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Facing the Fears of Goal Setting: Financial Firsts

by Christopher S. Musuneggi, CFS, RFC
President, The Musuneggi Financial Group

Securities offered through Grove Point Investments, LLC, member FINRA/SIPC. Investment Advisory Services offered through Grove Point Advisors, LLC. Grove Point Investments, LLC & Grove Point Advisors, LLC are subsidiaries of Grove Point Financial, LLC. The Musuneggi Financial Group, LLC is not affiliated with Grove Point Financial, LLC or its subsidiaries.

Getting Started

Your Investing Goals

Whether you’re working with an advisor or managing your own portfolio, the first question is always the same: What are you saving for?

  • Retirement
  • College funding
  • Emergencies
  • Major purchases
    • House
    • Wedding
    • Dream vacation

Saving for retirement might be the most important thing you ever do with your money. And the earlier you begin, the less money it will take!

Saving enough for college might seem impossible. But families like yours are doing it every day, and it’s easy for you to start too.

Emergency Funds are important to have. Being prepared for life’s surprises can take a burden off your mind—and someday, your wallet.

A house, a wedding, a dream vacation: Don’t forget to plan and save for the big moments in your life!


When it comes to preparing for retirement, there are a lot of things you can’t control—the future of Social Security, tax rates, and inflation, for example. But one big thing that you can control is the amount you save.

The earlier you start saving for retirement, the less you’ll need to put away each year. That’s why the best time is now.

How much am I going to need?

That depends on many things, including your lifestyle, your retirement age, and your other sources of retirement income.

What type of account should I use for my retirement savings?

Many people have access to workplace plans (401(k)s, for example) as well as IRAs and general savings accounts.

How much do I need to know about investing to manage my savings?

It’s good to have some basic investing knowledge.

How much am I going to need?

You don’t need very much to get started, and the total amount you save completely depends on your family’s goals and resources. It’s something you can think about either now or as college approaches—but in the end, it’s probably not as much as you think.


When it comes to saving for college, there are a lot of myths out there. What’s true? What’s false? We have the answers.

Only rich people can save for college.

False. About half of all American families are currently saving for college. And you don’t need a lot of money to get started. The most important thing you can do right now is to take the same first step they did: Open an account.

Scholarships or financial aid will pay for college.

Most likely false. Getting a full scholarship or enough financial aid to cover the whole cost of college is unlikely. Only a small percentage of students have their entire tuition covered, let alone housing, books, and fees. (And, in case you were wondering, an even smaller number of students pay for college by winning the lottery.)

I can start saving no matter how old my kid is.

True. It’s never too late to start saving for college. The more you save now, the less you’ll have to borrow. So if your child is in high school, don’t let that stop you.

I’ll lose the money if I don’t use it for college.

False. Even if you save in a type of account that’s specifically meant for college, you can use the money to pay for many trade and vocational school expenses. Or you can give the money to someone else (a qualified family member) to use for college or even graduate school. Even the least flexible account types will give you your money back for whatever reason, no questions asked, although you may have to pay taxes or penalties on any amount your account has earned (but not on your contributions).*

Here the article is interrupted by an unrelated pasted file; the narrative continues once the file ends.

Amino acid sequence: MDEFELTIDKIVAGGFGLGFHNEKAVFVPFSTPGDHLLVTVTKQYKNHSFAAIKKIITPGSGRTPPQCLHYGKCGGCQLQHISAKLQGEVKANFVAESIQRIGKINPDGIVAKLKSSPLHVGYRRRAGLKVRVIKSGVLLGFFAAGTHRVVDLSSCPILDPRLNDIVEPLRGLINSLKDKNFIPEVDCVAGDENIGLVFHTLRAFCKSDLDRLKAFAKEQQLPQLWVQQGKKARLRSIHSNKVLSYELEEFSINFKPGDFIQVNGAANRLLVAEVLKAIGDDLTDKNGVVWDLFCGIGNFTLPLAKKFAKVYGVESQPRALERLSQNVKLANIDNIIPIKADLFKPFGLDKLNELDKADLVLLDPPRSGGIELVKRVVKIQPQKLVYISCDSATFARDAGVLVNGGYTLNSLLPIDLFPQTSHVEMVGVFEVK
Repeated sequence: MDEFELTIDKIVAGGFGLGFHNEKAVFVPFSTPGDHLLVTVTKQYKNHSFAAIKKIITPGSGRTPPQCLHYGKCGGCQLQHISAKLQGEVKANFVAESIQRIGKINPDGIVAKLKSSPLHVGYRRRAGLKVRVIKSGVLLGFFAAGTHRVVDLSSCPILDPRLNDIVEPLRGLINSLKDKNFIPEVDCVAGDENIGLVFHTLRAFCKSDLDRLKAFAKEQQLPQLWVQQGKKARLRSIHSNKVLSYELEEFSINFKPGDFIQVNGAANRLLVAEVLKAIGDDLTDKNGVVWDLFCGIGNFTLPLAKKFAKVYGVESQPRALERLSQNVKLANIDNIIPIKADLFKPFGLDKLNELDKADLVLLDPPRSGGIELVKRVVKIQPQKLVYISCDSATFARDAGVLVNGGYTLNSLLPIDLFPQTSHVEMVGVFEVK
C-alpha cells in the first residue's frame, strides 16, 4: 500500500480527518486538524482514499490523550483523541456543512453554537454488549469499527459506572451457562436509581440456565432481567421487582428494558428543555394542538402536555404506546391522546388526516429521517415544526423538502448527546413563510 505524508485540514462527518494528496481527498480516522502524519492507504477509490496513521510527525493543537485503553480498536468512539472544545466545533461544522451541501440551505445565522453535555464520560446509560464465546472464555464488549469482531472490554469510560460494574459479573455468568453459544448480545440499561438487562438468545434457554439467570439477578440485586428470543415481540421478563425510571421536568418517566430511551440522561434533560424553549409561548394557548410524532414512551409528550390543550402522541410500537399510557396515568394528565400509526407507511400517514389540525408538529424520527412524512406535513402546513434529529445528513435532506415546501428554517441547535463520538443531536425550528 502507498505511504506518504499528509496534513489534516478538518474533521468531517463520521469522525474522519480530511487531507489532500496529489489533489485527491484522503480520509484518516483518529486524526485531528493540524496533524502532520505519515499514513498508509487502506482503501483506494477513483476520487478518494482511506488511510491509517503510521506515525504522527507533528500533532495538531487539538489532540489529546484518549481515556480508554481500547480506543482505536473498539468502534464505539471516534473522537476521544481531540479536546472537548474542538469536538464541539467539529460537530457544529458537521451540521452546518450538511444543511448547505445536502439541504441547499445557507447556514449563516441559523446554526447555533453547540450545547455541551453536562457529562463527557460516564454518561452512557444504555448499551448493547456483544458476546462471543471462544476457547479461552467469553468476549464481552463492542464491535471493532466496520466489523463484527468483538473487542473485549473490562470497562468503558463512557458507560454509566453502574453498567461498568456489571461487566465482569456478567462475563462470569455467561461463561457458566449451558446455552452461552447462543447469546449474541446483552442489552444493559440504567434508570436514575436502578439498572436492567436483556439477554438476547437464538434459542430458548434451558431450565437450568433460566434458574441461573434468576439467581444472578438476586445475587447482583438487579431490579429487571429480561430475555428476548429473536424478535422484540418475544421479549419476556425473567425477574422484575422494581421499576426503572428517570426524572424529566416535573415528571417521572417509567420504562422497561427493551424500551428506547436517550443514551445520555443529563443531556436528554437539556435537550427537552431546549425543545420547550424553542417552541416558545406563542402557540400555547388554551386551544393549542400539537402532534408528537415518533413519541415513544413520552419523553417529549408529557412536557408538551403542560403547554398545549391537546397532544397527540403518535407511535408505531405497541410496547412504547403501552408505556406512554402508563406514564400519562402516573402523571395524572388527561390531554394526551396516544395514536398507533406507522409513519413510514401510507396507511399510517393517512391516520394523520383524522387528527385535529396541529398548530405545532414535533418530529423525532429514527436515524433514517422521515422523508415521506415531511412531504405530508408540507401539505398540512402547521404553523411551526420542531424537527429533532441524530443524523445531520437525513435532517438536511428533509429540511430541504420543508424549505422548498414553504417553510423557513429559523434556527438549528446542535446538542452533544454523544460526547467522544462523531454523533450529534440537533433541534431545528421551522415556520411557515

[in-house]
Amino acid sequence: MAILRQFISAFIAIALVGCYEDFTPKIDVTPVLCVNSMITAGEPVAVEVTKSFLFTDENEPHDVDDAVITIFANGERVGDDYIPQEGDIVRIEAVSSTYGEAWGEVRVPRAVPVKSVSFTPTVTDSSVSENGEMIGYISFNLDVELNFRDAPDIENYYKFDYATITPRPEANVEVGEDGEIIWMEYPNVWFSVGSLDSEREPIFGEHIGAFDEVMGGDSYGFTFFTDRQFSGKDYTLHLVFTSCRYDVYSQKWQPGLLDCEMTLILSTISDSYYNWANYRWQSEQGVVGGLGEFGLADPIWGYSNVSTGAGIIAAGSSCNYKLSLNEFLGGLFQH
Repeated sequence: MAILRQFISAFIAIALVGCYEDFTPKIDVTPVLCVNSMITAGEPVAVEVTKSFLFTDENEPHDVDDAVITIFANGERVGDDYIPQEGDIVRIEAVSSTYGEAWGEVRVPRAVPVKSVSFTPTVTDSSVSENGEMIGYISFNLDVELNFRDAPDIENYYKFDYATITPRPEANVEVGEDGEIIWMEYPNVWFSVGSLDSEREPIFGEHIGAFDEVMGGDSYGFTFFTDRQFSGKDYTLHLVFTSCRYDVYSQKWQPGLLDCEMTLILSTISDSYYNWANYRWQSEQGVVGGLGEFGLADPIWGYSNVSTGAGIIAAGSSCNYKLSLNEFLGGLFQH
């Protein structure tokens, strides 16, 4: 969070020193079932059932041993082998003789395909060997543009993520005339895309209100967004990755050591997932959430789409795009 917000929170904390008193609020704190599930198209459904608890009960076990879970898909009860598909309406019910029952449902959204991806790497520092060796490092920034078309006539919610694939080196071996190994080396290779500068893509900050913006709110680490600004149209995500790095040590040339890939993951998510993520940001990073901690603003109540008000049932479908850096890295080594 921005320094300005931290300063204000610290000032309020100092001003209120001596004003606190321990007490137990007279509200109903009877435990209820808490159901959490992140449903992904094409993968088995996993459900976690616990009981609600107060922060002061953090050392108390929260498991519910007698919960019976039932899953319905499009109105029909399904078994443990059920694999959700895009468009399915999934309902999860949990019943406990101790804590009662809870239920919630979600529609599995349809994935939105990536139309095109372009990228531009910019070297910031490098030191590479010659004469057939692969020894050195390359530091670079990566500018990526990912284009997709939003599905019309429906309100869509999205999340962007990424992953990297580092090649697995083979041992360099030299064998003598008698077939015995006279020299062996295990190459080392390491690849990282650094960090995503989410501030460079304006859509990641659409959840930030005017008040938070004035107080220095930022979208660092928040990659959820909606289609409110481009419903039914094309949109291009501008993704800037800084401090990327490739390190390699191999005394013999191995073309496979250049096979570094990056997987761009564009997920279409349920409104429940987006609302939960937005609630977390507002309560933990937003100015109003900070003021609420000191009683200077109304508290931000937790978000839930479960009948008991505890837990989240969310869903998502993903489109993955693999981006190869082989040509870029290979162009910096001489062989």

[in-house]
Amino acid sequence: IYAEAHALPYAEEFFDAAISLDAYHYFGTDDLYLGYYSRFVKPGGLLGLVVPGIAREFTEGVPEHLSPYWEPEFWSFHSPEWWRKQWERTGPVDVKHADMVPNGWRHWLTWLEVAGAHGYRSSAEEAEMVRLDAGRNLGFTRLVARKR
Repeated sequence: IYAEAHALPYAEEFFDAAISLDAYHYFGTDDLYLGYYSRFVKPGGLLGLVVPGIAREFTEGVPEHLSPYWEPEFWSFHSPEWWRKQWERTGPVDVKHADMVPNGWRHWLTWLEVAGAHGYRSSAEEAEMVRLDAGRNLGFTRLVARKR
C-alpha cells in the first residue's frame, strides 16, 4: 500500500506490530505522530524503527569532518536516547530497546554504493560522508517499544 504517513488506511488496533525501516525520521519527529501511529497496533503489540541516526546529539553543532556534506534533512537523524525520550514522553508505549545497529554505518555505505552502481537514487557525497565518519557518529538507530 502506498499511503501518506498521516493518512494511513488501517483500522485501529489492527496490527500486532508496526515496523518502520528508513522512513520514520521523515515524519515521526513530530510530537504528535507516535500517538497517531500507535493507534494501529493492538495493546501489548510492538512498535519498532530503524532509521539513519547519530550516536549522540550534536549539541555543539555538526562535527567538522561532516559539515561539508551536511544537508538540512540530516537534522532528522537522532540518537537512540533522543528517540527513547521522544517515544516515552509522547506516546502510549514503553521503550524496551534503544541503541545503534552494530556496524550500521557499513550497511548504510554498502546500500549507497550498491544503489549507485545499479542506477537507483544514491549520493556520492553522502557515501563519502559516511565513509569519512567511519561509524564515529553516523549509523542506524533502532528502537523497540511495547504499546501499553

I’ll miss out on financial aid if I save for college.

False. The amount you’ve saved for college or any other goal has much less of an impact on your financial aid than your overall income does. In other words: If your income is high enough, you’ll be expected to pay for at least part of your kid’s college expenses, whether you bothered to save anything or not.

Emergency Fund

Emergencies—from a broken bone to a layoff—are a fact of life. When you’re faced with life’s unexpected events, you can be ready. What are emergency funds for?

An emergency fund is a stash of money set aside to cover the financial surprises life throws your way. These unexpected events can be stressful and costly.



Here are some of the top emergencies people face:

  • Job loss.
  • Medical or dental emergency.
  • Unexpected home repairs.
  • Car troubles.
  • Unplanned travel expenses.

Aside from financial stability, there are other pros to having an emergency reserve of cash.

It helps keep your stress level down.

It’s no surprise that when life presents an emergency, it threatens your financial well-being and causes stress. If you’re living without a safety net, you’re living on the “financial” edge—hoping to get by without running into a crisis.

Being prepared with an emergency fund gives you confidence that you can tackle any of life’s unexpected events without adding money worries to your list.

It keeps you from spending on a whim.

You’ve heard the saying “out of sight, out of mind.” That’s the best way to store your emergency money. If the cash is only as far away as your closest debit card, you may be tempted to use it for something frivolous like a designer cocktail dress or big-screen TV—not exactly an emergency.

Keeping the money out of your immediate reach means you can’t spend it on a whim, no matter how much you’d like to.

And by putting it in a separate account, you’ll know exactly how much you have—and how much you may still need to save.